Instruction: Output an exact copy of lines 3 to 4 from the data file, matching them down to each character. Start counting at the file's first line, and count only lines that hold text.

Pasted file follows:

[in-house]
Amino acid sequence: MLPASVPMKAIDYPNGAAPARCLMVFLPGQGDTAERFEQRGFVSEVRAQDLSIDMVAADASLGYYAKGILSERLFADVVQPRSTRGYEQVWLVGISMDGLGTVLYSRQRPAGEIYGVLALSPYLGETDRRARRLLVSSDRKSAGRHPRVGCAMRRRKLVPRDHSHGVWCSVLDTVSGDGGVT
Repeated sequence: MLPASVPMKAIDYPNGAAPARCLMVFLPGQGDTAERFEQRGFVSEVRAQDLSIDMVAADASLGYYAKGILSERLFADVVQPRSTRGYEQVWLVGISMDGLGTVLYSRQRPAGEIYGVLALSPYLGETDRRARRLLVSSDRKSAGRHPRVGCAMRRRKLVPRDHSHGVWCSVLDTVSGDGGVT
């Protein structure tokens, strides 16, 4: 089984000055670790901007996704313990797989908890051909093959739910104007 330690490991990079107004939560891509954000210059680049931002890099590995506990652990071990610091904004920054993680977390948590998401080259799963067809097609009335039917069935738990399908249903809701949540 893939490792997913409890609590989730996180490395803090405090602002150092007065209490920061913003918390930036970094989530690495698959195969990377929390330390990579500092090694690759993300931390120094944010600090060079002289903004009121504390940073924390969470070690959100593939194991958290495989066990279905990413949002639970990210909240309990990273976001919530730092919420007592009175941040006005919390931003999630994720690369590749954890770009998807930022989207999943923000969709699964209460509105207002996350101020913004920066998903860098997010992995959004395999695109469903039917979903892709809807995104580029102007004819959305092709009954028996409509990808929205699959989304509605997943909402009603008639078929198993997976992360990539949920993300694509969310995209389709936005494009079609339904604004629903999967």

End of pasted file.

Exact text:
Repeated sequence: MLPASVPMKAIDYPNGAAPARCLMVFLPGQGDTAERFEQRGFVSEVRAQDLSIDMVAADASLGYYAKGILSERLFADVVQPRSTRGYEQVWLVGISMDGLGTVLYSRQRPAGEIYGVLALSPYLGETDRRARRLLVSSDRKSAGRHPRVGCAMRRRKLVPRDHSHGVWCSVLDTVSGDGGVT
């Protein structure tokens, strides 16, 4: 089984000055670790901007996704313990797989908890051909093959739910104007 330690490991990079107004939560891509954000210059680049931002890099590995506990652990071990610091904004920054993680977390948590998401080259799963067809097609009335039917069935738990399908249903809701949540 893939490792997913409890609590989730996180490395803090405090602002150092007065209490920061913003918390930036970094989530690495698959195969990377929390330390990579500092090694690759993300931390120094944010600090060079002289903004009121504390940073924390969470070690959100593939194991958290495989066990279905990413949002639970990210909240309990990273976001919530730092919420007592009175941040006005919390931003999630994720690369590749954890770009998807930022989207999943923000969709699964209460509105207002996350101020913004920066998903860098997010992995959004395999695109469903039917979903892709809807995104580029102007004819959305092709009954028996409509990808929205699959989304509605997943909402009603008639078929198993997976992360990539949920993300694509969310995209389709936005494009079609339904604004629903999967």